The next few weeks inevitably amounted to trial by media as sundry big-name columnists trashed me. ‘The Prince despises the former Sunday Times journalist,’ announced one. ‘Friends now tell me he has loathed him for years.’ To another I was ‘the most reviled man in Britain’, who had ‘earned himself the ‘hatred’ – and I use the word authoritatively – of the Prince’.
The climax came when The Sun led its front page with ‘Murder Threats To Royal Author’, citing three anonymous phone calls to my ex-directory number from an ‘aristocratic, almost plummy voice’ saying: ‘Watch out – you’ve got it coming.’
What I told no one at the time, to avoid rebooting the whole furore, was that my wife Cindy and I had in fact been burgled while I was writing the book. More than once. My car was broken into overnight several times, which did not help with the school run, and we returned from a weekend away to discover that my study had been ransacked.
All my files about Charles, plus floppy disks, VHS tapes with his name on and suchlike, had been taken. Nothing else was gone.
When we called the police, the local constabulary looked round carefully before declaring that this was out of their league. They could do nothing more.
In other words, as indeed they spelt out in so many words, it looked to them like the expert work of intelligence operatives.
Other Royal biographers have testified that they too have suffered similar break-ins, even hacking in this age of computers. I am not suggesting that the Prince of Wales personally broke into my house. I am simply rephrasing the words of one of his forebears, apropos of Thomas à Becket: ‘Who will rid me of this turbulent biographer?’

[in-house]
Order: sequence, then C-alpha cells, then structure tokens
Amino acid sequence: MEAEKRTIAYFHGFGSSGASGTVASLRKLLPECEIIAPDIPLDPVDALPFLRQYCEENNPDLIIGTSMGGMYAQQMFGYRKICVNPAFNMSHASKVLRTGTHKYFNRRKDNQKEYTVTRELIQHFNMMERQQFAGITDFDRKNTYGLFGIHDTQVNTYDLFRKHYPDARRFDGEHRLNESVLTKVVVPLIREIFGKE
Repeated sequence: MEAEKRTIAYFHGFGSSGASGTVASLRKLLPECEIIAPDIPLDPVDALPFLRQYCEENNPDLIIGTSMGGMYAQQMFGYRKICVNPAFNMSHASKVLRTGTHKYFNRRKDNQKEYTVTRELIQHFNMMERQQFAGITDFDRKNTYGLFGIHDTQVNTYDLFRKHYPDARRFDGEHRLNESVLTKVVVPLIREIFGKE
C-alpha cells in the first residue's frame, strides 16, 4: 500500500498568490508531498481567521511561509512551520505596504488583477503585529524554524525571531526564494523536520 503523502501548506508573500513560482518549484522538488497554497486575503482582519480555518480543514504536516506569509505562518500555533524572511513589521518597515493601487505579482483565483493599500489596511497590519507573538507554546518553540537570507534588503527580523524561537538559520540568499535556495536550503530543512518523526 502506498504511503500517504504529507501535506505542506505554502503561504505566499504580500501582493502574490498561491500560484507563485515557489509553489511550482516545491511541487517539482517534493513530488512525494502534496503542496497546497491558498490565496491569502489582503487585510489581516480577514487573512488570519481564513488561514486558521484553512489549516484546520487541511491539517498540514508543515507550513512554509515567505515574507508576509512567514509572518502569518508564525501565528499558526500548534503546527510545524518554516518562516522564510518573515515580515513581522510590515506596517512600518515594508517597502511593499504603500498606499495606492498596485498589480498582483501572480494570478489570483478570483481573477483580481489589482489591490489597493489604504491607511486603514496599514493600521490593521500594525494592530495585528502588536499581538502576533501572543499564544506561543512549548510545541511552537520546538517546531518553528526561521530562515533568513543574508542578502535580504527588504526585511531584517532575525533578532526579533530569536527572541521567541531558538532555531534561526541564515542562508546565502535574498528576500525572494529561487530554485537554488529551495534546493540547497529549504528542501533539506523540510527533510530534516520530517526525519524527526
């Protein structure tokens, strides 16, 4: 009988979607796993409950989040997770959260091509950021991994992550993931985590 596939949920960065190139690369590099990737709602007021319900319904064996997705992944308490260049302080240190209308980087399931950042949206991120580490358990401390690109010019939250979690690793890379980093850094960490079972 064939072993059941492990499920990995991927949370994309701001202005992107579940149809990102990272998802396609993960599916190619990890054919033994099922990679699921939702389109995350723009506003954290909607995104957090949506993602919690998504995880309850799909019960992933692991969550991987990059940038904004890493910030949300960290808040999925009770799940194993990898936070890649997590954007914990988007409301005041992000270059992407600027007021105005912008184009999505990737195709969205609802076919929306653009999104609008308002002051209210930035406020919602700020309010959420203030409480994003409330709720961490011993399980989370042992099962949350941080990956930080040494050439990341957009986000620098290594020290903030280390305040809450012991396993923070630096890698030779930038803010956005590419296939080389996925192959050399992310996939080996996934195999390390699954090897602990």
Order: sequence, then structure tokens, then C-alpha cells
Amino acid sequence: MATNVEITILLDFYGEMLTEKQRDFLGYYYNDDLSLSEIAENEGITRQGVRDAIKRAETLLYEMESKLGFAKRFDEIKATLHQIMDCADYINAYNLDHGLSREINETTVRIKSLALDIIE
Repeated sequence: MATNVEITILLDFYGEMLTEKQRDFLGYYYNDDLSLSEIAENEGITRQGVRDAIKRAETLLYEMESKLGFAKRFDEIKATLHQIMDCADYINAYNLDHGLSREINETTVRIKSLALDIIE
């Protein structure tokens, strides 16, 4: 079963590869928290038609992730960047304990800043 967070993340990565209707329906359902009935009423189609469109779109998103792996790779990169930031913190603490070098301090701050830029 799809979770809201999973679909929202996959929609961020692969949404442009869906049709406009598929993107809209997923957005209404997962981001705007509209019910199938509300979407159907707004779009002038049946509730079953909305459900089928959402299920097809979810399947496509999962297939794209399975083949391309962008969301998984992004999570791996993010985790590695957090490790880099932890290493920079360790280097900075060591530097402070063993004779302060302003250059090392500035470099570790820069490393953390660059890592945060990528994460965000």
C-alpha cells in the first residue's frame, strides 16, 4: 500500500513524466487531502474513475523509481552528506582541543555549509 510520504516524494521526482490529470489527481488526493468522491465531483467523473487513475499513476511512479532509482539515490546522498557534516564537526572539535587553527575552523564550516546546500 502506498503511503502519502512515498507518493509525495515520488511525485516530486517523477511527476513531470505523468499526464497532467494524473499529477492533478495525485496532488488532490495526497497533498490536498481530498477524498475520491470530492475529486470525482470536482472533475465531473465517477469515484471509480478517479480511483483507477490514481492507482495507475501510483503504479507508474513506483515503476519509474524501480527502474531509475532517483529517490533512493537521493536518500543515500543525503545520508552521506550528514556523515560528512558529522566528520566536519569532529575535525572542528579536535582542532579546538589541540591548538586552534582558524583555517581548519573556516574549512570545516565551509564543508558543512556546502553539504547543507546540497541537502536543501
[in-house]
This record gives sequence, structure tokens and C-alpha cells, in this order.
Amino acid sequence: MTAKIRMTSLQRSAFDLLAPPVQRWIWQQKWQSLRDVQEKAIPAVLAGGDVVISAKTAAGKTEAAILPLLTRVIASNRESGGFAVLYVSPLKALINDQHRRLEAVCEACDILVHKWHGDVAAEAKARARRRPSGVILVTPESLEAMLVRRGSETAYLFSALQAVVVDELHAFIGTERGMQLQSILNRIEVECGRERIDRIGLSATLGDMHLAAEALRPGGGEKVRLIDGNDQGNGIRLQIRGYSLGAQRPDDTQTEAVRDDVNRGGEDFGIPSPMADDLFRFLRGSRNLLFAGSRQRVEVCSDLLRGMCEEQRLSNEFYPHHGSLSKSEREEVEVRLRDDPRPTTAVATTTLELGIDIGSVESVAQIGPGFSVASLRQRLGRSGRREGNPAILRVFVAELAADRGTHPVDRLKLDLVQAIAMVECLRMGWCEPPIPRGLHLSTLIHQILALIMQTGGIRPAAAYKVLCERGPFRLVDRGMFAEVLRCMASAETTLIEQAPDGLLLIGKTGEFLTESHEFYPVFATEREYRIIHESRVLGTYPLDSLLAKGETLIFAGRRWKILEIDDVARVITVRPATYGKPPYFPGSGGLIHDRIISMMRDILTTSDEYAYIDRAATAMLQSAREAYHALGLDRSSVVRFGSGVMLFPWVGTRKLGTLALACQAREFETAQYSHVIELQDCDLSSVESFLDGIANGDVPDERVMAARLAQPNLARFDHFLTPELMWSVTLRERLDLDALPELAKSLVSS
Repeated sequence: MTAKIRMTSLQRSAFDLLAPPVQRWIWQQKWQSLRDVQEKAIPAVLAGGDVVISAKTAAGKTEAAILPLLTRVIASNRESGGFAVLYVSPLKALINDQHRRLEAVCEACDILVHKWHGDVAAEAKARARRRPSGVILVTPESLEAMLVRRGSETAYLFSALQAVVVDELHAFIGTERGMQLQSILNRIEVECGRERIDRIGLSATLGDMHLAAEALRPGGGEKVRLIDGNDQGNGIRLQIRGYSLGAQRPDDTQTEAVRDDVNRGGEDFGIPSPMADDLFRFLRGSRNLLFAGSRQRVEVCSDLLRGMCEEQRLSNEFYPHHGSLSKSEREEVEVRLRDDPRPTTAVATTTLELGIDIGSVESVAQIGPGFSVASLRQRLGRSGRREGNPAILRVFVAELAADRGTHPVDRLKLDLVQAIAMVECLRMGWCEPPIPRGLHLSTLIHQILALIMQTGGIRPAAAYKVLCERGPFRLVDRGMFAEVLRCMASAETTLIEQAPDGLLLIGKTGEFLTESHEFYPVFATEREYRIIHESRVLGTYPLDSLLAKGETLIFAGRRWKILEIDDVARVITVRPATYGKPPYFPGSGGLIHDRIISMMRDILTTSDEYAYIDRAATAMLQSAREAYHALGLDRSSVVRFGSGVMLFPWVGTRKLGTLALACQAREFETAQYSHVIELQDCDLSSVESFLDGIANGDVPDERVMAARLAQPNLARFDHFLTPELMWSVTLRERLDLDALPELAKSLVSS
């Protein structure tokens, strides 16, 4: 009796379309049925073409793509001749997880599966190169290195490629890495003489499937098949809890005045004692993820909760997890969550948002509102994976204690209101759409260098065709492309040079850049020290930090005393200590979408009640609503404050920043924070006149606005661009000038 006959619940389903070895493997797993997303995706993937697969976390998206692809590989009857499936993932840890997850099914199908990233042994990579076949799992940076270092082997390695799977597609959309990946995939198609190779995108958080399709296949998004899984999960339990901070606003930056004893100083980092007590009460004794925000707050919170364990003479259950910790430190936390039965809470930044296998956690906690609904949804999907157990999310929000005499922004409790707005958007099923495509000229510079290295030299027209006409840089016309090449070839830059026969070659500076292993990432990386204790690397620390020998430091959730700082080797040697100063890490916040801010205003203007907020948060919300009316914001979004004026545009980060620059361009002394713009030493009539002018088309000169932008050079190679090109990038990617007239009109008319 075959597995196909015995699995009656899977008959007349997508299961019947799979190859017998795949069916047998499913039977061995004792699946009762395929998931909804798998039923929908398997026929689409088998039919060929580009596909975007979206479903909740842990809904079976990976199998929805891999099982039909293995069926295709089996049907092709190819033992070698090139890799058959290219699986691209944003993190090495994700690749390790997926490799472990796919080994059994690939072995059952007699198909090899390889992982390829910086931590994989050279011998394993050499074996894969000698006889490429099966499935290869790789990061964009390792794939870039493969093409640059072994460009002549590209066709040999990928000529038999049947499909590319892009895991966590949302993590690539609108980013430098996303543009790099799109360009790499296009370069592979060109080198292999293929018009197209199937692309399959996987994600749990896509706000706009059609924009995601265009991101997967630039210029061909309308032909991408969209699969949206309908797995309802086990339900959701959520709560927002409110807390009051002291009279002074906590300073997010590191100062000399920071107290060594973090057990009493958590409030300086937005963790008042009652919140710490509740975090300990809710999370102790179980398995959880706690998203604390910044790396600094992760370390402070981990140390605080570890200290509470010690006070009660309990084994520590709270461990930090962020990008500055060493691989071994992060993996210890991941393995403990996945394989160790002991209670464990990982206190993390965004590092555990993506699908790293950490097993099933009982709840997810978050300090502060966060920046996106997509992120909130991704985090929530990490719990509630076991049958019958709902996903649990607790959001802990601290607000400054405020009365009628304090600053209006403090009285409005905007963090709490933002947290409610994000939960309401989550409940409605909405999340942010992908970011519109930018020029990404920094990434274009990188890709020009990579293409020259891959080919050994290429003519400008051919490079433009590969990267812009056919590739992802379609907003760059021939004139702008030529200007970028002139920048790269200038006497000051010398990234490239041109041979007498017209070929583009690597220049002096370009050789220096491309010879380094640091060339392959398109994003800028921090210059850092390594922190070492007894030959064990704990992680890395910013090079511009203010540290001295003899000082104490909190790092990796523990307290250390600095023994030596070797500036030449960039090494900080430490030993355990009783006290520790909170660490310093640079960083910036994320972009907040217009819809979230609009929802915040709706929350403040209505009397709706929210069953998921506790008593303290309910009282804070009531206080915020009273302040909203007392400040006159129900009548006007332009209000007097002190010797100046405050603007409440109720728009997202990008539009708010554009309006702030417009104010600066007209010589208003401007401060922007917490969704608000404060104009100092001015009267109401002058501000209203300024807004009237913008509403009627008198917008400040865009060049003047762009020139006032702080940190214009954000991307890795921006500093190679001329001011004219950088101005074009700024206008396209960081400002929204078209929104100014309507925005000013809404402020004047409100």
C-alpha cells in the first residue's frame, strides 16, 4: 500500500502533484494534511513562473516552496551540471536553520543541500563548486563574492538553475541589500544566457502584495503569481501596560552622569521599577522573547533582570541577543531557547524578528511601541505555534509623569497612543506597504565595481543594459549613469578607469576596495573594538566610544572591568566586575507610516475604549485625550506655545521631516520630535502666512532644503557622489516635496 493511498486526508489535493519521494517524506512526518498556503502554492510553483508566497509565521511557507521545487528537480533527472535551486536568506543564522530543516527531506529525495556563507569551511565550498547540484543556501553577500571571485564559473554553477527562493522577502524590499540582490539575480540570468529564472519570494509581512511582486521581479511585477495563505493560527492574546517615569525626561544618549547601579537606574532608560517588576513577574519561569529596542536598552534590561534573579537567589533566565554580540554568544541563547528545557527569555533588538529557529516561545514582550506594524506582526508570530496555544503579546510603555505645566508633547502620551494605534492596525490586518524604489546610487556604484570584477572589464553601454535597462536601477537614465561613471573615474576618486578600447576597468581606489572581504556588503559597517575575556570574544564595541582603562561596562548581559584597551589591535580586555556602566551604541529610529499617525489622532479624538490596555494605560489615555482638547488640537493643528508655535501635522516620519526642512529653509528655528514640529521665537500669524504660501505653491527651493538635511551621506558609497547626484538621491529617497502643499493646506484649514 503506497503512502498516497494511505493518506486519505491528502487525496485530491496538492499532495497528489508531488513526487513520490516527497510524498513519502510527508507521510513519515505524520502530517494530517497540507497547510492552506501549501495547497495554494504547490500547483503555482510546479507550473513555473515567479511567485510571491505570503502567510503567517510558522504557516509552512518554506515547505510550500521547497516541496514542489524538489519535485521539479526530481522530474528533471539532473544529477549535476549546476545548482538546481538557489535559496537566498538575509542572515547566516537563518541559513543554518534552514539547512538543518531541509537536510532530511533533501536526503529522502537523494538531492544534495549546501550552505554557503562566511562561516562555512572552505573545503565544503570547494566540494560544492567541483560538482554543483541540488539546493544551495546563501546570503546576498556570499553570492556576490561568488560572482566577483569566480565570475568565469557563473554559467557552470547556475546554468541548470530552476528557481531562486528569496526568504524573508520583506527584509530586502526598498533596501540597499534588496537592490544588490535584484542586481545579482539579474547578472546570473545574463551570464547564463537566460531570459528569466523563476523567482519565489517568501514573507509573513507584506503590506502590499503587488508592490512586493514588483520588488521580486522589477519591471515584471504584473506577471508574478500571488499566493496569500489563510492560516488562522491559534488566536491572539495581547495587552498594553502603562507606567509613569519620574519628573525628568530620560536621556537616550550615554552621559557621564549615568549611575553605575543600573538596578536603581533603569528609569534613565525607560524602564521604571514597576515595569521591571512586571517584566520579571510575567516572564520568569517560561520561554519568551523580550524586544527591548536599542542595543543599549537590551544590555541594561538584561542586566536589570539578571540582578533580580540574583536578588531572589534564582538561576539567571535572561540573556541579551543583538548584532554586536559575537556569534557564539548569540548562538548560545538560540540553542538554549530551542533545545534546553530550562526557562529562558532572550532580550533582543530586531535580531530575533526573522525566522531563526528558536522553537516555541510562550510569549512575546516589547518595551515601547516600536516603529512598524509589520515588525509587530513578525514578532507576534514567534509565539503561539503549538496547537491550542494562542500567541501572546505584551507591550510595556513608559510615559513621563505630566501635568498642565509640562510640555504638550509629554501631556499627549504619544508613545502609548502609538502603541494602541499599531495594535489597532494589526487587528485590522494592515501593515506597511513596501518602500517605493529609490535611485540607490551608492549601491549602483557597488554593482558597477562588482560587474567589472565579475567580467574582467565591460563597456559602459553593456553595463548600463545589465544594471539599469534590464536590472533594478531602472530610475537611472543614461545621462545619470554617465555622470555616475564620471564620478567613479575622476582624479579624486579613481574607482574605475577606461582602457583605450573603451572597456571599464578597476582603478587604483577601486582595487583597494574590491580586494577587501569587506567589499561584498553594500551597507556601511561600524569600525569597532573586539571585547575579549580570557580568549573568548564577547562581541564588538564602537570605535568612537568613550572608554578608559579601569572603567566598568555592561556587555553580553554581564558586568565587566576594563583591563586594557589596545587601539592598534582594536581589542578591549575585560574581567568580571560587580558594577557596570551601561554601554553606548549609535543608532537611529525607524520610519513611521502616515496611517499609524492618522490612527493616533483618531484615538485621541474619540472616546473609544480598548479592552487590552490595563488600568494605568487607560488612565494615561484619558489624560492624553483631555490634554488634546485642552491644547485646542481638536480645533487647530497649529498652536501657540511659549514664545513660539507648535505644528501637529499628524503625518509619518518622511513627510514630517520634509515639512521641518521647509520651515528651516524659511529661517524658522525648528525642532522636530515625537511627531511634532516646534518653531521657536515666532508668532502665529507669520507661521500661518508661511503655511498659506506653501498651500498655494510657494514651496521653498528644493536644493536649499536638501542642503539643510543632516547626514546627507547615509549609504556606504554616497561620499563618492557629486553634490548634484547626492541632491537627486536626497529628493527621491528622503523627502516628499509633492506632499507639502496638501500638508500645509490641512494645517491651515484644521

At the time, I was so indignant that I went to consult Britain’s leading libel lawyer, Peter Carter-Ruck, in front of whom I spread out a whole table-load of newspaper cuttings that had taken their cue from Shebbeare’s remark, in the Prince’s name, denouncing my book in The Observer as ‘fiction from beginning to end’.
‘I earn my living writing non-fiction,’ I told him solemnly, ‘so I want to sue the Prince of Wales for libel.’
Carter-Ruck went white. As I sat and watched, he spent a good half-hour reading through the original Observer interview, and all the ranting it had provoked. Eventually, he looked up and solemnly pronounced: ‘Mr Holden, you have a prima facie case against the Prince of Wales for defamation.’
My face lit up.
‘But I would strongly advise you not to pursue the matter.’
My face fell again. ‘Why?’
‘For two main reasons. One, you may well think you would put up a decent show in the witness box. But a good barrister would make mincemeat of you with questions like ‘Were you under the bed, Mr Holden, that night Mrs Parker Bowles came visiting?’
‘And secondly: whatever the rights and wrongs of the matter, no jury in the land is going to take your side against the Prince of Wales.’
At the time, dejected as I was, I had no alternative but to bow to Carter-Ruck’s expertise.
‘Well,’ I said, ‘I am very grateful for your advice. And of course I must accept it. Perhaps the best I can hope for is to put all this in my memoirs one day?’
He smiled his assent. So I am more than pleased, 30-plus years later, at last to oblige.
Given the turbulence through which the Monarchy struggled in the early 1990s – including Diana’s jaw-dropping interview with Martin Bashir in which she spoke of ‘three people in this marriage’ – there was no escape from my reluctant role as a Royal commentator.
While chronicling it all for, among others, the Daily Mail, I had become good friends with its Royal specialist Richard Kay, who was well known to be the favourite journalist of Diana. Naturally, like all journalists, we indulged in regular expense-account lunches.
In February 1993, Richard invited me to meet him for one such at San Lorenzo, a fashionable restaurant off Knightsbridge regularly frequented by Diana, at the curiously precise time of 12.50pm. I noticed that the large table to our right, with places laid for six, was the only one in the entire restaurant adorned with a vase of flowers.